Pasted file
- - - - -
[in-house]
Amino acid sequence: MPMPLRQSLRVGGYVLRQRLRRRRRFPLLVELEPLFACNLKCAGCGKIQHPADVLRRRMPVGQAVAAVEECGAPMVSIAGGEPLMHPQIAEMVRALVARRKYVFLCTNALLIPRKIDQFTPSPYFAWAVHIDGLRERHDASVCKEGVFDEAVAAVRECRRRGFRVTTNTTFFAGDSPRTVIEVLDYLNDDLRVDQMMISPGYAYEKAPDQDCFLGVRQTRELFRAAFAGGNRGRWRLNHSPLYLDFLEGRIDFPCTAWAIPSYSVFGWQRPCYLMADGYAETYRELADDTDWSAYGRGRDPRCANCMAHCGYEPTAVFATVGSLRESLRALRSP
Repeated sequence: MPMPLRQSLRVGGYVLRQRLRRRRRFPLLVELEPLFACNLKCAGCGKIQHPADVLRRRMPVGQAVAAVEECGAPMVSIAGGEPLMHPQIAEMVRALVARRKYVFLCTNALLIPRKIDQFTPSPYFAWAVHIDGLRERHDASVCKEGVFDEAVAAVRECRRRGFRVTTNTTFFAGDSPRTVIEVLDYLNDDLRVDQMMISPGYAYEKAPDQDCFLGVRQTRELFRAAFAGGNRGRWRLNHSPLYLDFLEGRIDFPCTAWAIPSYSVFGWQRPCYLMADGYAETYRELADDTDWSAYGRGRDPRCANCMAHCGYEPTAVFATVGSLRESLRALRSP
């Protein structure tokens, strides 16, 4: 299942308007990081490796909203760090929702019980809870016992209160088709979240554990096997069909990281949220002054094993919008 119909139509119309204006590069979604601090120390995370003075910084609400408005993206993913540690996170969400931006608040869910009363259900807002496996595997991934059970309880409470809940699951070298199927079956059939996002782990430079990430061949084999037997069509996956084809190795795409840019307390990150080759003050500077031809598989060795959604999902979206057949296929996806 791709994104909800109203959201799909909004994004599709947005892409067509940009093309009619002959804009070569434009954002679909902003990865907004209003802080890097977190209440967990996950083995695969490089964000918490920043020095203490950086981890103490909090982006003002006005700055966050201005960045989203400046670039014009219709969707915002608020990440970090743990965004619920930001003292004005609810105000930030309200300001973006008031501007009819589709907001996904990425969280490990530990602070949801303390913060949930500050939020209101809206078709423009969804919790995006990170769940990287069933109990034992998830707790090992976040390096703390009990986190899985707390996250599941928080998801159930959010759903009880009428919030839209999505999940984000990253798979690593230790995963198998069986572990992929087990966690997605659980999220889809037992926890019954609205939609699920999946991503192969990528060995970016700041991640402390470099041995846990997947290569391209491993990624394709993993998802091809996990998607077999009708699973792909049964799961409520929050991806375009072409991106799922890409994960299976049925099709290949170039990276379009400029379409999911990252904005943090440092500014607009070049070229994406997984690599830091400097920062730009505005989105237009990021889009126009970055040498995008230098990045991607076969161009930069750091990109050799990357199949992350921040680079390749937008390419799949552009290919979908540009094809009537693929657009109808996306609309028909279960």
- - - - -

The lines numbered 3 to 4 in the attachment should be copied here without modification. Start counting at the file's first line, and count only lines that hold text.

Repeated sequence: MPMPLRQSLRVGGYVLRQRLRRRRRFPLLVELEPLFACNLKCAGCGKIQHPADVLRRRMPVGQAVAAVEECGAPMVSIAGGEPLMHPQIAEMVRALVARRKYVFLCTNALLIPRKIDQFTPSPYFAWAVHIDGLRERHDASVCKEGVFDEAVAAVRECRRRGFRVTTNTTFFAGDSPRTVIEVLDYLNDDLRVDQMMISPGYAYEKAPDQDCFLGVRQTRELFRAAFAGGNRGRWRLNHSPLYLDFLEGRIDFPCTAWAIPSYSVFGWQRPCYLMADGYAETYRELADDTDWSAYGRGRDPRCANCMAHCGYEPTAVFATVGSLRESLRALRSP
């Protein structure tokens, strides 16, 4: 299942308007990081490796909203760090929702019980809870016992209160088709979240554990096997069909990281949220002054094993919008 119909139509119309204006590069979604601090120390995370003075910084609400408005993206993913540690996170969400931006608040869910009363259900807002496996595997991934059970309880409470809940699951070298199927079956059939996002782990430079990430061949084999037997069509996956084809190795795409840019307390990150080759003050500077031809598989060795959604999902979206057949296929996806 791709994104909800109203959201799909909004994004599709947005892409067509940009093309009619002959804009070569434009954002679909902003990865907004209003802080890097977190209440967990996950083995695969490089964000918490920043020095203490950086981890103490909090982006003002006005700055966050201005960045989203400046670039014009219709969707915002608020990440970090743990965004619920930001003292004005609810105000930030309200300001973006008031501007009819589709907001996904990425969280490990530990602070949801303390913060949930500050939020209101809206078709423009969804919790995006990170769940990287069933109990034992998830707790090992976040390096703390009990986190899985707390996250599941928080998801159930959010759903009880009428919030839209999505999940984000990253798979690593230790995963198998069986572990992929087990966690997605659980999220889809037992926890019954609205939609699920999946991503192969990528060995970016700041991640402390470099041995846990997947290569391209491993990624394709993993998802091809996990998607077999009708699973792909049964799961409520929050991806375009072409991106799922890409994960299976049925099709290949170039990276379009400029379409999911990252904005943090440092500014607009070049070229994406997984690599830091400097920062730009505005989105237009990021889009126009970055040498995008230098990045991607076969161009930069750091990109050799990357199949992350921040680079390749937008390419799949552009290919979908540009094809009537693929657009109808996306609309028909279960």